Writing for an audience
Many Stripes are in the habit of writing “5:15s”: short updates that take fifteen minutes to write and five to read. My own staff notes are infrequent, on the order of every month or two.
In part that is because I find it hard to find the time to digest my week into a useful narrative. If you told 25-year-old me how many hours of meetings I would have each week, and how much time I spend on Slack, he wouldn’t have believed you, and would have gone back to writing code. (First he would have asked you what Slack was!) The raw dump would be overwhelming and unnavigable.
In part it’s because I spend a lot of time constructing custom-fit narratives for individuals or small groups, trying to serve their needs by shaping my experiences and perspectives into a parable and an account that succinctly gives them what they need for the situation in which they find themselves. A mentee recently apologized for presenting so many questions and problems for me to respond to, and I laughed — this is the most fun part of my job!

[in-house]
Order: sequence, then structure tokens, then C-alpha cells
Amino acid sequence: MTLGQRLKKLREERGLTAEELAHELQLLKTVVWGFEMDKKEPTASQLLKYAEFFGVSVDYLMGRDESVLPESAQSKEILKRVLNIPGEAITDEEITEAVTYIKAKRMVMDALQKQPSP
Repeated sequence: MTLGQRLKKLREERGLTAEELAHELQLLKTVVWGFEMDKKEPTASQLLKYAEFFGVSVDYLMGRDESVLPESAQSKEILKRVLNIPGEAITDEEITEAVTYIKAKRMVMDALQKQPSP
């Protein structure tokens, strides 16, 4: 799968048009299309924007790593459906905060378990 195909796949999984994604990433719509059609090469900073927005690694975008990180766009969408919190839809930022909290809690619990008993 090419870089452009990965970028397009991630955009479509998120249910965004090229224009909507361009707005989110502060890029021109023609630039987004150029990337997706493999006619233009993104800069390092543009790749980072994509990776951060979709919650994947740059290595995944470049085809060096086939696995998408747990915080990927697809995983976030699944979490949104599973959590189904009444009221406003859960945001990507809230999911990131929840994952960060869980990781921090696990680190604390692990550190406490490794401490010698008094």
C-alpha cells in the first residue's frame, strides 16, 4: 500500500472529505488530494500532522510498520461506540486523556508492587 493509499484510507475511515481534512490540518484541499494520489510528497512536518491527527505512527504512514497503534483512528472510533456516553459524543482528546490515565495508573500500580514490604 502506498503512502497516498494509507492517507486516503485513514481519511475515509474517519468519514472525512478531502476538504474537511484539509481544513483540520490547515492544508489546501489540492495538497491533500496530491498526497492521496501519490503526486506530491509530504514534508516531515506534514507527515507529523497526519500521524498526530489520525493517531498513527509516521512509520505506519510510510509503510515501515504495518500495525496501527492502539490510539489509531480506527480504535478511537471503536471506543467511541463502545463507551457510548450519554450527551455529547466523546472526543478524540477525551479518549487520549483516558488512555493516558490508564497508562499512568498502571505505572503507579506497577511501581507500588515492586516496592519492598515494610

Mostly, though, it’s because I am acutely aware that a broadcast narrative — whether that’s an email, a project review update, a 5:15, or a conference talk — is a tool for changing an audience’s perspective, and getting that right requires both understanding the audience and providing (or assuming) enough context that the message can be practically brief. Often the context cannot feasibly be communicated, either because it is too early and unstable, or because it is so impractically large that the audience will extract no net value from what I have to say.
That leaves me where I am today: with occasional abstract updates.
Those of you who succeed at broader notes: I would love to hear your perspectives and ideas. Those who read these abstract notes: I am curious whether you find them valuable, or would prefer something more concrete (or different entirely).